There were no mad men — or women — at a recent reunion of former CJRW employees. Just jovial colleagues drinking and laughing about old times.
Dozens arrived at Lost Forty Brewing in Little Rock, and memories flowed as freely as the beer brewed on the other side of the barroom wall.
Colleen Considine recalled a superior who would summon her to his office by ringing a bell. Considine, who started as a receptionist and worked “in everything but accounting” at the venerable Little Rock advertising agency, eventually drew the line when another boss got a whistle.
Now at Acxiom Corp., she shared 1990s memories with Amy Meins. “We were roommates for about six months. Now when I see a cockroach, I think it’s tiny compared to what we had.”
Chip Culpepper of Mangan Holcomb Partners and Robert Stebbins, now director of sales for SourceOne Output Technologies in Little Rock, reminisced about the constant noise of “the world’s largest dot-matrix printer,” with Culpepper providing the sound effects. “We sat right next to it,” Culpepper said.
“It was like an open classroom and I was the kid with ADD,” Stebbins said. “I kept thinking, how am I going to work in all this noise?”
Stebbins and Culpepper snapped to attention when Craig Douglass, the agency’s director of account services during the dot-matrix days, sidled up. “How do you keep that great tan?” Stebbins asked. “I just blush whenever I’m around you, Robert,” Douglass replied, deadpan.
Bill Page, former account executive and an organizer of the event (and now the HR director at Arkansas Business Publishing Group), pointed out Craig Smith, a former creative director who wrote a book that was made into a movie starring Christopher Walken. The book was “Ladystinger”; the film was “Scam,” co-starring Lorraine Bracco.
A glance across the room was like looking through a stack of CJRW yearbooks. Karen Reynolds and her husband, Mike, were at a table greeting Chuck Jones and Martha Hendrix. Dan Daugherty was along the wall talking to Debbie Strobel and Michael Whitt. Arlin Fields was an early arrival, followed by Maria Walker, Melinda Massey Sprayberry and Laura Cook. A little cheer went up for Mary Nowalk, Kathleen Wilson, Sherry Gavin Byrd and Pat Torvestad. Bill Weaver was there, gesticulating, along with Bob Lyford, Sarah Monroe James and Alan Crancer. More arrived after nametags had run low, and others couldn’t be cornered by an Outtakes outsider.
Amid the laughter, there were poignant memories. Tom Steves, the longtime public relations executive who worked at the agency when it merged with Woods Brothers Agency in 1990, was recalled for writing heartfelt notes. “He died in a tragic motorcycle accident” at age 68 in 2009, Meins said. “He was the most kind, generous man I ever knew.”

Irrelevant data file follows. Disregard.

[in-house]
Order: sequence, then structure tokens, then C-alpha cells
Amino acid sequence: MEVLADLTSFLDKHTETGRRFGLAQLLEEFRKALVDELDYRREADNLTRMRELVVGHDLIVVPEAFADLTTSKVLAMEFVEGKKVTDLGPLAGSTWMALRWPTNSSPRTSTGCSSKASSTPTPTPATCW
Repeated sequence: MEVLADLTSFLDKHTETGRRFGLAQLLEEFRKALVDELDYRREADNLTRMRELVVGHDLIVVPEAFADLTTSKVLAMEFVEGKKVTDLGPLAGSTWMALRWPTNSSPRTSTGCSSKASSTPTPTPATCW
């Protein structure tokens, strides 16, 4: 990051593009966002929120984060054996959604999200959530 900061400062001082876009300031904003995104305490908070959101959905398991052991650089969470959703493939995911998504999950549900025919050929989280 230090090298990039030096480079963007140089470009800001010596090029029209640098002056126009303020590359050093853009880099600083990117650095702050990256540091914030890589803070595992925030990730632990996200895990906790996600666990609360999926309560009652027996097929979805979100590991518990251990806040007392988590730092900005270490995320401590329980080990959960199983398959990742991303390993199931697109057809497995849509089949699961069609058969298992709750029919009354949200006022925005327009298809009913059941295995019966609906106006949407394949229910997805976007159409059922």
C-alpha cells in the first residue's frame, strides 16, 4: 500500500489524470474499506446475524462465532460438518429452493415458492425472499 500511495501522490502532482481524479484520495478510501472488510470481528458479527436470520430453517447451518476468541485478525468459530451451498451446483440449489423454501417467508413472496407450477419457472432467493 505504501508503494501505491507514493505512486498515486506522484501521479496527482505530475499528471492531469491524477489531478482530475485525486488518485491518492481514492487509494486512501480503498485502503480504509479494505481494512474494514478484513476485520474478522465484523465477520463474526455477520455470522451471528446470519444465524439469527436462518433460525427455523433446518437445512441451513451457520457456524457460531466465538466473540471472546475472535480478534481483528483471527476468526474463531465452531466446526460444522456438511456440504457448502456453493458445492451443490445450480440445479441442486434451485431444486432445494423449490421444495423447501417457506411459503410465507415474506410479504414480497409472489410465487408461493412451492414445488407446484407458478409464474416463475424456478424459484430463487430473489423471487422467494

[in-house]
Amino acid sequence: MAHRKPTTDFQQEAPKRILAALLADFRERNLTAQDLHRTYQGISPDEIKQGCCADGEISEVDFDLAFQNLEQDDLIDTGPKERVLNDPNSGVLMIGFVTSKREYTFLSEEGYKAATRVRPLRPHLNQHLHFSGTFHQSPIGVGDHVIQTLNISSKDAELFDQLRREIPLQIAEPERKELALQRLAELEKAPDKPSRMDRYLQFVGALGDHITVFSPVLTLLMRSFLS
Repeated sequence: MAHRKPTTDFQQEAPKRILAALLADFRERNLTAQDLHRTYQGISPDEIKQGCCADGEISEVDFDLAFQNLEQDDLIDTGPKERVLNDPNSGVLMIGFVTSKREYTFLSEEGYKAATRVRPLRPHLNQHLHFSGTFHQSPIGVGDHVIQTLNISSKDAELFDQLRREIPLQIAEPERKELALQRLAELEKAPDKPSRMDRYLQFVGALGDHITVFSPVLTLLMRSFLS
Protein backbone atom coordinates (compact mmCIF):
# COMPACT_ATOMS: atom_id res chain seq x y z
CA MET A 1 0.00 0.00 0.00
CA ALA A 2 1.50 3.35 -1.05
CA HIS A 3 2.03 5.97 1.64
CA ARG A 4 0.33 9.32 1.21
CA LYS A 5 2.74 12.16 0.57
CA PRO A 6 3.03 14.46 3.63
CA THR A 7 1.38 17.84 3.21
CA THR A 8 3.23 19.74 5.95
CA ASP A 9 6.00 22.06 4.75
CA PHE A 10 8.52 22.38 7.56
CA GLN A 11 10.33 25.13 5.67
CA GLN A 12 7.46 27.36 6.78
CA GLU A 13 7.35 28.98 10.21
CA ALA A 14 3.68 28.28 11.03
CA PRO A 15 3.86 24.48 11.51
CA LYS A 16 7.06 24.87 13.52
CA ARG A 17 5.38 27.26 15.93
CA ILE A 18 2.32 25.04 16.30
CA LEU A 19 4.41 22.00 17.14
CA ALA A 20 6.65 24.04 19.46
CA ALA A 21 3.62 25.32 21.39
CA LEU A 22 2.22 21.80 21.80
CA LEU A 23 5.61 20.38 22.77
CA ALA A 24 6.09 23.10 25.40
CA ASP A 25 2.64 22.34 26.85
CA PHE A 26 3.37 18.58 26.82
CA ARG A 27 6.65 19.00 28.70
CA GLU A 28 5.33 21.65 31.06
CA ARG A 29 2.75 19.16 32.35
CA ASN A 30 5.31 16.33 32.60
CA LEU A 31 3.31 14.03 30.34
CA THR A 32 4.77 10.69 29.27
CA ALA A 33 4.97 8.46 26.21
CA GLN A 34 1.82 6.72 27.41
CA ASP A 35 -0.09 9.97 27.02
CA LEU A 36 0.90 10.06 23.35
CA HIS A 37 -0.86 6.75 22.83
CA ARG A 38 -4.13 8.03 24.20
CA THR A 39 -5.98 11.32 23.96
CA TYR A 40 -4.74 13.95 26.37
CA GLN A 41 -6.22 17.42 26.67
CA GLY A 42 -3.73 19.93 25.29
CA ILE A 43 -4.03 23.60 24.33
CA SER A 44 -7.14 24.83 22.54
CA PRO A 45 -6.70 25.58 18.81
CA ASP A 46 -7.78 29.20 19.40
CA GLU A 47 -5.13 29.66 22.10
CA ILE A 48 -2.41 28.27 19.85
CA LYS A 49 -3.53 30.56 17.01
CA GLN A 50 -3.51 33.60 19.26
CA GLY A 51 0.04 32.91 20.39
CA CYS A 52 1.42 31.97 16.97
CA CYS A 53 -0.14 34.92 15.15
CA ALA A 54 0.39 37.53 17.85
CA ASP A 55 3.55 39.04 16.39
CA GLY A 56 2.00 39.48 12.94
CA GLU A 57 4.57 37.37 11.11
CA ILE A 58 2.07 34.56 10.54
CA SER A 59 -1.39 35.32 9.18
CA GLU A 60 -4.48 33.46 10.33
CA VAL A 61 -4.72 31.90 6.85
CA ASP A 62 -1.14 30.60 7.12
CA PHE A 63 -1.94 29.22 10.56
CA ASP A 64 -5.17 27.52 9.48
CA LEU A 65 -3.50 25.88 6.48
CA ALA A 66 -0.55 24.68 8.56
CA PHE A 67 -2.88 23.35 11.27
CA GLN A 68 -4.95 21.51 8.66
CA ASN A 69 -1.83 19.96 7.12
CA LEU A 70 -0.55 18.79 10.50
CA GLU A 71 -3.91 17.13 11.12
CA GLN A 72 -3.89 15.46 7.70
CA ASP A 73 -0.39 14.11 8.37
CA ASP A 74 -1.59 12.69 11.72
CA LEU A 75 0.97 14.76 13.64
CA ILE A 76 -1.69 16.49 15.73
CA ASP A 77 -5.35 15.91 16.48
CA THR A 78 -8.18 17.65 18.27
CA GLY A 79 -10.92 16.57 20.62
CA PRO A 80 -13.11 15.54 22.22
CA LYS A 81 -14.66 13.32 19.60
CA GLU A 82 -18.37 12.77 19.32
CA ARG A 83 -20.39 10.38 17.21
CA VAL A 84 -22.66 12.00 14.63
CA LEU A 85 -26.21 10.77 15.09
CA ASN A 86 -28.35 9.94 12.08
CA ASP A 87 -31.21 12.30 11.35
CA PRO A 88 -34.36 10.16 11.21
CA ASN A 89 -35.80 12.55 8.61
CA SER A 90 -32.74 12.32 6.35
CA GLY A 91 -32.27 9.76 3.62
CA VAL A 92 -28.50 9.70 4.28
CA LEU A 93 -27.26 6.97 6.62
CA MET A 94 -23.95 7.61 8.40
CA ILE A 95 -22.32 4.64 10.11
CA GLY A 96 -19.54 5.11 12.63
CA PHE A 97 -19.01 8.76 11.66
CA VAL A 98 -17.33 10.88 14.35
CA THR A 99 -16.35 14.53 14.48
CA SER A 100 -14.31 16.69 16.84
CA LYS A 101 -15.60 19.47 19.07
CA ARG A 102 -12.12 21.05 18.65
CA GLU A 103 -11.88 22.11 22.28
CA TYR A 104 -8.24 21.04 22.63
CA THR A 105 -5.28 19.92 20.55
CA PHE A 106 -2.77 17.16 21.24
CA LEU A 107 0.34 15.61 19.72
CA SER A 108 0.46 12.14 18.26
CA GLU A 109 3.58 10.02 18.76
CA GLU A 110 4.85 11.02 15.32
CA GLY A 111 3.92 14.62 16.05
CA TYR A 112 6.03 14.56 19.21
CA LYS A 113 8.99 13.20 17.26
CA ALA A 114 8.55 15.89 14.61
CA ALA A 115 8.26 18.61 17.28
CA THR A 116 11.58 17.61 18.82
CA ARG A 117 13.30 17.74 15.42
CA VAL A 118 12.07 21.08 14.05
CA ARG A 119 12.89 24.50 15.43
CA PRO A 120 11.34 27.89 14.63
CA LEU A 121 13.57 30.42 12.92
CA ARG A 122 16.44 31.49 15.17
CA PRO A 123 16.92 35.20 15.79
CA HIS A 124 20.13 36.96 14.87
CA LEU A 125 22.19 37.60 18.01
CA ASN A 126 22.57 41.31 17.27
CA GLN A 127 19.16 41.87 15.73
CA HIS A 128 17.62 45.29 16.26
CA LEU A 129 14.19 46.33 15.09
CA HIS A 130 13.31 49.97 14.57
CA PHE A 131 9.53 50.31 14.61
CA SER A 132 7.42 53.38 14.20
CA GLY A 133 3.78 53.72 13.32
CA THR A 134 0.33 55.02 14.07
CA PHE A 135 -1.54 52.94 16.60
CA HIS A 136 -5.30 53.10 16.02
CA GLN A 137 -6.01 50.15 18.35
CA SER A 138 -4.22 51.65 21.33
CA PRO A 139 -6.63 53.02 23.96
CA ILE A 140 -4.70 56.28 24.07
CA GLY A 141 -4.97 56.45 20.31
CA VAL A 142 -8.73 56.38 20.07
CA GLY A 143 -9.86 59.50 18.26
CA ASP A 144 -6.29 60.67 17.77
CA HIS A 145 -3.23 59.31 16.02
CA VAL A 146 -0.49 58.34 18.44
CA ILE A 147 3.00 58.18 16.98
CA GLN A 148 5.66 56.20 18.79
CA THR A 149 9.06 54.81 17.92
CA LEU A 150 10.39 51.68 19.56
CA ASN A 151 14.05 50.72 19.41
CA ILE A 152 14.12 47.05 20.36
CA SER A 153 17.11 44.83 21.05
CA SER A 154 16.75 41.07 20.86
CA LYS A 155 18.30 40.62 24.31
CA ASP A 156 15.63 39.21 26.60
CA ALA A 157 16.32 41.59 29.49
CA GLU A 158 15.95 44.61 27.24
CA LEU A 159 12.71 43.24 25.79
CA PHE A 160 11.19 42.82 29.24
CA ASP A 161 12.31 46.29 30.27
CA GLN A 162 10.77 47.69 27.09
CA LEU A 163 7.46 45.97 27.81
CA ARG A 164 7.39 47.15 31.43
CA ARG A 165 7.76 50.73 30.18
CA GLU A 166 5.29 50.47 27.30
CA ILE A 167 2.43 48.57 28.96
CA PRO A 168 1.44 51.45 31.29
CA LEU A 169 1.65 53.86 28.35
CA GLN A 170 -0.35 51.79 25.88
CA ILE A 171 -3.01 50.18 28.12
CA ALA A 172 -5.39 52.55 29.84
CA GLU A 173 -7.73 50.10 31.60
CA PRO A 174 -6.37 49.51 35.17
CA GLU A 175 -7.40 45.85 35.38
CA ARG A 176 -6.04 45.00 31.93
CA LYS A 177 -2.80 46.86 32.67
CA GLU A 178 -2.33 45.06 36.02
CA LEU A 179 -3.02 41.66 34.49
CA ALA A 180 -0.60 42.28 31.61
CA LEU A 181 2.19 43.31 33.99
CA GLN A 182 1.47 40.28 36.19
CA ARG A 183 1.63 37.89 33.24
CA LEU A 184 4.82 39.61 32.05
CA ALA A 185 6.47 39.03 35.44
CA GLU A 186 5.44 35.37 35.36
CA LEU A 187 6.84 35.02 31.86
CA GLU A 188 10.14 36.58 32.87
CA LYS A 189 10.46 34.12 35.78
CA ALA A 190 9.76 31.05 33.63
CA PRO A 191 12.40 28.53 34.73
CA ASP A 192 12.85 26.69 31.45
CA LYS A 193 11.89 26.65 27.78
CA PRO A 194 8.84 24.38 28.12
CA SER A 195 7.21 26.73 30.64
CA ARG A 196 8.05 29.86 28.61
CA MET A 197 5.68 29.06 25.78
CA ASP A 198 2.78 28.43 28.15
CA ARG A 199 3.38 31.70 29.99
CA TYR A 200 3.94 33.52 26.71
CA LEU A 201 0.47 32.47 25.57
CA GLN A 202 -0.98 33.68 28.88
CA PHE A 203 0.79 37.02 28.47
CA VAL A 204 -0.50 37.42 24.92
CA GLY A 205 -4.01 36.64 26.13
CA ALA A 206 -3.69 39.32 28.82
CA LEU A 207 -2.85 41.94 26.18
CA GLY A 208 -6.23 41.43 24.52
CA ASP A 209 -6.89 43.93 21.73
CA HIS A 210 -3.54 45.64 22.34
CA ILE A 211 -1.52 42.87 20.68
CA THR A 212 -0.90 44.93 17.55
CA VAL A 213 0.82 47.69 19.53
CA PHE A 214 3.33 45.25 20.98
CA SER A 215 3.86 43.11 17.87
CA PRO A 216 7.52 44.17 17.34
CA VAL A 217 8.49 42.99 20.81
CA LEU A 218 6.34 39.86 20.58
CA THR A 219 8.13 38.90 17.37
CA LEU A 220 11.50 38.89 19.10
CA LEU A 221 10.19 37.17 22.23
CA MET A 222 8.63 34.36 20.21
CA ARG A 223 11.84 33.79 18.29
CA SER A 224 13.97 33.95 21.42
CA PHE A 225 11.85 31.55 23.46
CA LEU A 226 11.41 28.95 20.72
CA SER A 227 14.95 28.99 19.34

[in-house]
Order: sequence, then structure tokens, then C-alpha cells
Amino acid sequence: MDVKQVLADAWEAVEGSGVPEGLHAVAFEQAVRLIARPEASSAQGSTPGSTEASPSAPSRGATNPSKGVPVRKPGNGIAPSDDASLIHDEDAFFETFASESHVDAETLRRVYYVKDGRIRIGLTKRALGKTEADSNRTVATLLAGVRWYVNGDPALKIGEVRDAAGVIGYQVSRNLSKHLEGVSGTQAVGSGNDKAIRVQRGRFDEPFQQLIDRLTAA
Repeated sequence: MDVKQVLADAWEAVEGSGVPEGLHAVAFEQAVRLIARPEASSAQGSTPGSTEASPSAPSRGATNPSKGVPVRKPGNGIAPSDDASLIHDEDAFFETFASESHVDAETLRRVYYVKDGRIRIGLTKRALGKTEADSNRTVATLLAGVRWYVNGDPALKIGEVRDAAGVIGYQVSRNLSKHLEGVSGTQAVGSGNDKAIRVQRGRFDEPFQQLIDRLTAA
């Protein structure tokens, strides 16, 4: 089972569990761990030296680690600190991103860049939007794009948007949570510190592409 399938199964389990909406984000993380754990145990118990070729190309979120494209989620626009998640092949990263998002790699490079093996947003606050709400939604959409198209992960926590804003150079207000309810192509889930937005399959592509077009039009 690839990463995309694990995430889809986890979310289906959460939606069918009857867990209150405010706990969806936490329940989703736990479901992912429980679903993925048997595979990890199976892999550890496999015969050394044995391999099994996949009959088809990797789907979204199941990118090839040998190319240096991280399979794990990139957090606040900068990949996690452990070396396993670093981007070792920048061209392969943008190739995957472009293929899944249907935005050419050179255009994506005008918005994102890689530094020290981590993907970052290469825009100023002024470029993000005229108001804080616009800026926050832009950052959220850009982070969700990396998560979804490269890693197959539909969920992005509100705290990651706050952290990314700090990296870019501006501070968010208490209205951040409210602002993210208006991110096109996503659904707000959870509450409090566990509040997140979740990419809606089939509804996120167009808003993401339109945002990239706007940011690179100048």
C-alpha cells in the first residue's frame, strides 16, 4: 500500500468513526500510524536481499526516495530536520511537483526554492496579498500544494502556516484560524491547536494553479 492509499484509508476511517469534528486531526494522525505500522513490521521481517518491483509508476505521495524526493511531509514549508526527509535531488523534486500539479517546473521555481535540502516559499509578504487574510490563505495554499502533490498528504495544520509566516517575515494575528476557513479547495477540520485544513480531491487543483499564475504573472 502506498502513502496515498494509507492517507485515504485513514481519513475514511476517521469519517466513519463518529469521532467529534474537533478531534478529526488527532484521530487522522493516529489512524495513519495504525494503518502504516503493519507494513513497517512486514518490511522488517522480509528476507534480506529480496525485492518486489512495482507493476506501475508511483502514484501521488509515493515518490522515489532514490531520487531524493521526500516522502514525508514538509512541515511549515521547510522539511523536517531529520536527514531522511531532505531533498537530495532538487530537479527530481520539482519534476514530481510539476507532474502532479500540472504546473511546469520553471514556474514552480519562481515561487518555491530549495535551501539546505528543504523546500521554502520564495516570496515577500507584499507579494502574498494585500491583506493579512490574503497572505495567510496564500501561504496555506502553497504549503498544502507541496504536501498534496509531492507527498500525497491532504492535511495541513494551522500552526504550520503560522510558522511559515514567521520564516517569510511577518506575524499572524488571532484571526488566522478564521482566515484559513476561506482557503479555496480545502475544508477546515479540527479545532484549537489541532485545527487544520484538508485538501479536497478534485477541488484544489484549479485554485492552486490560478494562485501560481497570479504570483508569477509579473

Stebbins recalled that Culpepper had been in his wedding, and that agency co-founder Jim Johnson had designed T-shirts for it. “I still have mine,” Stebbins said, “but I can’t fit into it anymore.”
Meins recalled the day she and Paula Eifling, among dozens of others, were laid off. “If memory serves, it was April 10, 1997, 3 p.m. or thereabouts,” Meins said. “I was only 23 at the time, so I enjoyed a fairly easy bounceback. What I didn’t realize was that I would still be friends with most of those people 20 years later. Such a great place to start out.”
Eifling, who did the work of a graphic artist, suspected that her antiquated title — typographer — made her vulnerable. “It was one of those holdover titles, but I think when the consultants came in and saw that, well, she’s got to be obsolete!” She soon wound up at Mangan Holcomb.
Culpepper recalled how he once slipped on ice rushing to a “mandatory” meeting of huge import. Braving treacherous roads, he got downtown by the appointed time, 8 a.m., only to find himself alone.
“The phone rang and it was Ron Robinson [now the agency chairman emeritus],” Culpepper said. “He asked me to tell everybody that the meeting was being put off until 9 o’clock. I said, “Ron, I’m the only person here!” Eventually everyone arrived, and Robinson announced the Woods merger.
As the stories rolled, Meins, who now handles PR for Colliers International, put her fresh-out-of-college experience at CJRW into perspective after two decades in the business: “Every job that I’ve got since has been based on someone I met while I was at CJRW.”